This is the first placebo-controlled, randomized trial to evaluate the efficacy and the safety of taselisib when added to fulvestrant in patients with advanced disease, asserted leady study author José Baselga, MD, PhD, Physician-in-Chief at Memorial Sloan Kettering Cancer Center.

Taselisib, a PI3K inhibitor, targets the PIK3CA mutation. Only two drugs are currently FDA approved in this class, and both are for hematological malignancies.

“This is a very appealing target,” said ASCO Expert Harold Burstein, MD, PhD. “It’s a mutation that is probably the most common in breast cancer when you do genomic sequencing, and it arises in other tumors as well.”

A total of 516 postmenopausal women with ER-positive, HER2-negative, PIK3CA-mutant locally advanced or metastatic breast cancer were enrolled in the study. Participants were randomized to receive taselisib plus fulvestrant or fulvestrant plus placebo.

The trial met its primary endpoint: The median PFS was 2 months longer for the investigational agent arm (7.4 months) vs the placebo arm (5.4 months) (HR=0.70; P=.0037). The overall response rate was higher for the investigational agent arm (28%) than the placebo arm (11.9%) (P=.0002). Participants in North America and Europe who received taselisib had an even longer median PFS, 7.9 months compared to 4.5 months in the placebo arm.

For participants in the investigational agent arm, the most common severe side effects were diarrhea, colitis, and high blood sugar. Participants in the investigational arm were also more likely to discontinue treatment as a result of side effects. Seventeen percent of participants who received taselisib stopped treatment compared to only 2% in the placebo arm.

“It’s a modest step forward, but it’s an important step forward because it does suggest that we can effectively target the pathway and hopefully this gives us something we can build on so that we can use a targeted and precision approach in this very common type of breast cancer subtype,” said Dr. Burstein.

IMpower131 Met Co-Primary Endpoint, Technically (Abstract LBA9000)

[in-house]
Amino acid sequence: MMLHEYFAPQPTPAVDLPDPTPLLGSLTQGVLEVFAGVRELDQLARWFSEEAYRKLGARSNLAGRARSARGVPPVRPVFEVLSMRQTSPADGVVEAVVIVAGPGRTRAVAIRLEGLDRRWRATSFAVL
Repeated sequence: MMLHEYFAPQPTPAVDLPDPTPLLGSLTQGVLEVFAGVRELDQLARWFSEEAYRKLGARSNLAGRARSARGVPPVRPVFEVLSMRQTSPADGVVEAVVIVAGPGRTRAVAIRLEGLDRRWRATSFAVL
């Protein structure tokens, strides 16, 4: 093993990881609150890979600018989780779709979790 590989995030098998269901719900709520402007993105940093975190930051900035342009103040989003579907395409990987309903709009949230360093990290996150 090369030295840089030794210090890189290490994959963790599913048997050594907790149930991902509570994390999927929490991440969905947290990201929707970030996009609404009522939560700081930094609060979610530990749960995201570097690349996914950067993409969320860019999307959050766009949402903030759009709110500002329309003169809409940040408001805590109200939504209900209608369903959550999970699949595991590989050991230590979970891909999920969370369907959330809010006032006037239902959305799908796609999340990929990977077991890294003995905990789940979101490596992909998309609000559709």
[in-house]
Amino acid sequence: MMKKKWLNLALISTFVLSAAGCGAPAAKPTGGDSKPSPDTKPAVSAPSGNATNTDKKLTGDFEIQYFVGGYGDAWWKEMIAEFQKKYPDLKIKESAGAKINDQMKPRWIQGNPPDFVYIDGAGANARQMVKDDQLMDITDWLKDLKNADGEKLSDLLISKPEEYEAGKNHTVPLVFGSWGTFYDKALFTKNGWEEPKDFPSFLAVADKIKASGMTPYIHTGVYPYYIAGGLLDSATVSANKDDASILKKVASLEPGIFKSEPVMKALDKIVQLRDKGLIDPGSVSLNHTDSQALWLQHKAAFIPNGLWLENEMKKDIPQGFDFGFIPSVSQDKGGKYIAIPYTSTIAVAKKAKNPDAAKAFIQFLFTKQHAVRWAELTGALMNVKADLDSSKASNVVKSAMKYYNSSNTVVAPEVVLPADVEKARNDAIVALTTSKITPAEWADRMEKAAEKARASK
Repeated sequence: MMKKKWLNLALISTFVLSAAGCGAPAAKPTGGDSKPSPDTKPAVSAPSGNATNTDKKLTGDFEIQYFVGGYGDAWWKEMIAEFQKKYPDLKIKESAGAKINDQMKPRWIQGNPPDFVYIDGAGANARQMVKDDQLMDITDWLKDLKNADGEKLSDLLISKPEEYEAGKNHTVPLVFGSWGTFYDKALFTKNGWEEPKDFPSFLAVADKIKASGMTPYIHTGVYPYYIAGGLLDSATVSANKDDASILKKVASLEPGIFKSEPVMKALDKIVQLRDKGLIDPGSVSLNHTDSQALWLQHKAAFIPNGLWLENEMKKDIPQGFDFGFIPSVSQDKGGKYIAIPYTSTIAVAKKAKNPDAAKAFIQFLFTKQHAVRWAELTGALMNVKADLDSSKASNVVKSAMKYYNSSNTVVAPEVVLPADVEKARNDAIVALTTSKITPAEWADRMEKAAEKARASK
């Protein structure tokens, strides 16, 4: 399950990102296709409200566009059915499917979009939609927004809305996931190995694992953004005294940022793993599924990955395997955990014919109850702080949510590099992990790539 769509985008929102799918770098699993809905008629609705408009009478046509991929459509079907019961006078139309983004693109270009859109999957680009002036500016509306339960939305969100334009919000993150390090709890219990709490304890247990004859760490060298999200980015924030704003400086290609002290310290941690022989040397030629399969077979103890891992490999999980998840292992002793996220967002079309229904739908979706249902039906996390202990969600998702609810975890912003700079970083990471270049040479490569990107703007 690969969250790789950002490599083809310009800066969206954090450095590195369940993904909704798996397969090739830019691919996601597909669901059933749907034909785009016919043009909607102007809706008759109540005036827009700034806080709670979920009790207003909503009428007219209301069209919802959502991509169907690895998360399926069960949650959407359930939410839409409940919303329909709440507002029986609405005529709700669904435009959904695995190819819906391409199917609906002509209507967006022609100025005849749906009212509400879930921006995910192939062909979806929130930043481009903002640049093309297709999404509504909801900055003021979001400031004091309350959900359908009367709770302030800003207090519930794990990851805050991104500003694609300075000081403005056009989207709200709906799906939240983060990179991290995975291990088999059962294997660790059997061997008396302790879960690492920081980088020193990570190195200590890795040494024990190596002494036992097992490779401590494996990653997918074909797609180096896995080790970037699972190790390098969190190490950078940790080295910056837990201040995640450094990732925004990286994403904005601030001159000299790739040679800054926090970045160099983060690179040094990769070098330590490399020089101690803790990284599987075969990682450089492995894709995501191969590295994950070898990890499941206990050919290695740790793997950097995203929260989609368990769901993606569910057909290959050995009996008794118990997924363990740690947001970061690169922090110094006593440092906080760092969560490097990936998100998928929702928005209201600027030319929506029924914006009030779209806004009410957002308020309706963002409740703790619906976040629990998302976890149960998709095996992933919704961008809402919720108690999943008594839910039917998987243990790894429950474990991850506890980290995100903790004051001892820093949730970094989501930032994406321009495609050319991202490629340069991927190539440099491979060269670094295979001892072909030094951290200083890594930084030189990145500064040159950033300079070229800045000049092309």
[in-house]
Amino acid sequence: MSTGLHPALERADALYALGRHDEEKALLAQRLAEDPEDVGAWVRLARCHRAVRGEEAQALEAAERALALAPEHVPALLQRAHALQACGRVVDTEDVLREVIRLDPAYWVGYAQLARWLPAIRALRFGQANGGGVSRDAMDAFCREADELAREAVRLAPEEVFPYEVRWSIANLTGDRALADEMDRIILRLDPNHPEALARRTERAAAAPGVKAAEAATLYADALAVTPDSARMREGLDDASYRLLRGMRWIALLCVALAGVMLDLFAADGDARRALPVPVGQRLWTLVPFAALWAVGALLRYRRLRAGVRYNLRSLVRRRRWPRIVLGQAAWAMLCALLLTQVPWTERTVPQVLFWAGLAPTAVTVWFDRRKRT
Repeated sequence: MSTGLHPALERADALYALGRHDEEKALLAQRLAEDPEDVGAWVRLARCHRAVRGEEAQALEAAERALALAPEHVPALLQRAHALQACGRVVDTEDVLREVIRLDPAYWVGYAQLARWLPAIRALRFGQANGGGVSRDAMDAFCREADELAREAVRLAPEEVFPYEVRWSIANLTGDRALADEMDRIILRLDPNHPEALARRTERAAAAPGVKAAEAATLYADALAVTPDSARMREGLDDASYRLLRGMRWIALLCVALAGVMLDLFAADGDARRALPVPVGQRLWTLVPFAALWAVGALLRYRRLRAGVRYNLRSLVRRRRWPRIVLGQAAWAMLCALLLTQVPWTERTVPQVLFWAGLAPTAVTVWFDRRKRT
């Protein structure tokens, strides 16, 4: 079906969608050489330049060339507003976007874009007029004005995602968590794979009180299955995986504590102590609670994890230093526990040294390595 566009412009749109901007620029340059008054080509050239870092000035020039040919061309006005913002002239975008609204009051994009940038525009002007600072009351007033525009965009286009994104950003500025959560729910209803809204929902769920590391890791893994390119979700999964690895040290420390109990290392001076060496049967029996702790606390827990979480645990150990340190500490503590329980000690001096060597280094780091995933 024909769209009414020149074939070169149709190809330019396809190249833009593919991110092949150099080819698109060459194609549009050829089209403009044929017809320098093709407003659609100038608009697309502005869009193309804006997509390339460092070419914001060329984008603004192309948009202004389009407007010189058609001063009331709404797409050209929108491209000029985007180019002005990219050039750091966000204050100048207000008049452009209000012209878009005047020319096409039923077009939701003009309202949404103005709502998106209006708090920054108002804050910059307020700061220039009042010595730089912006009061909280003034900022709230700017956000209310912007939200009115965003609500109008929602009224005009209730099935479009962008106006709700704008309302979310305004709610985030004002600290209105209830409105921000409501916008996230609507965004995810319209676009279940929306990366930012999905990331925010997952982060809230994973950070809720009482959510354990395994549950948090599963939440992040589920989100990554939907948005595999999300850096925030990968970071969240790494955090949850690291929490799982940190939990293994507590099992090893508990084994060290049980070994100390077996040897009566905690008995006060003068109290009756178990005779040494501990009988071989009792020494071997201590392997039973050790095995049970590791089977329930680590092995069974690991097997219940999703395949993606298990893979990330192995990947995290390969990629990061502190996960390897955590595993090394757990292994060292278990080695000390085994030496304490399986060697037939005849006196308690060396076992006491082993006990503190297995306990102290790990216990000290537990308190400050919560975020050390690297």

Initial findings from the IMpower131 trial show the addition of PD-L1 inhibitor atezolizumab to chemotherapy extended median PFS by about three weeks for participants with advanced squamous non–small-cell lung cancer (NSCLC).

“Squamous non–small-cell lung cancer remains a very difficult to treat disease and there have been very limited new treatment options presented to us over the last few decades,” said lead study author Robert Jotte, MD, PhD, Medical Director and Co-Chair, USON Thoracic Committee, Rocky Mountain Cancer Centers. “Approximately 25 to 30 percent of patients with non–small cell lung cancer have tumors that indeed can be classified as squamous cell carcinomas.”

For this patient population, he noted, “First-line standard of care remains primarily platinum-based chemotherapy.”

The IMpower131 study had an all-comer design and enrolled 1,021 chemotherapy-naïve patients with stage IV squamous NSCLC. Any level of PD-L1 expression was accepted.

Patients were randomized to one of three arms. Arm A participants received atezolizumab plus carboplatin and paclitaxel. Arm B participants received atezolizumab plus carboplatin and nab-paclitaxel. Arm C served as the control and participants received carboplatin and nab-paclitaxel alone.

Only results for Arm B and Arm C were presented.

Median PFS was 6.3 months in Arm B (atezolizumab plus chemotherapy) and 5.6 months in Arm C (chemotherapy alone) (HR 0.71; P=0.0001).

For the interim analysis, the difference in overall survival was not statistically significant (14 months for Arm B vs 13.5 months for Arm C).

“The overall survival results are immature,” commented ASCO Expert David Graham, MD. “We hope that the results from progression-free survival translate to improved overall survival. If and when that’s shown, I think we’ll clearly have a new standard of care for the frontline treatment of squamous cell non-small cell lung cancers.”

Tomorrow morning we’ll learn the preliminary results for a trial very similar to IMpower131, KEYNOTE-407. The difference is KEYNOTE-407 is evaluating pembrolizumab plus chemotherapy.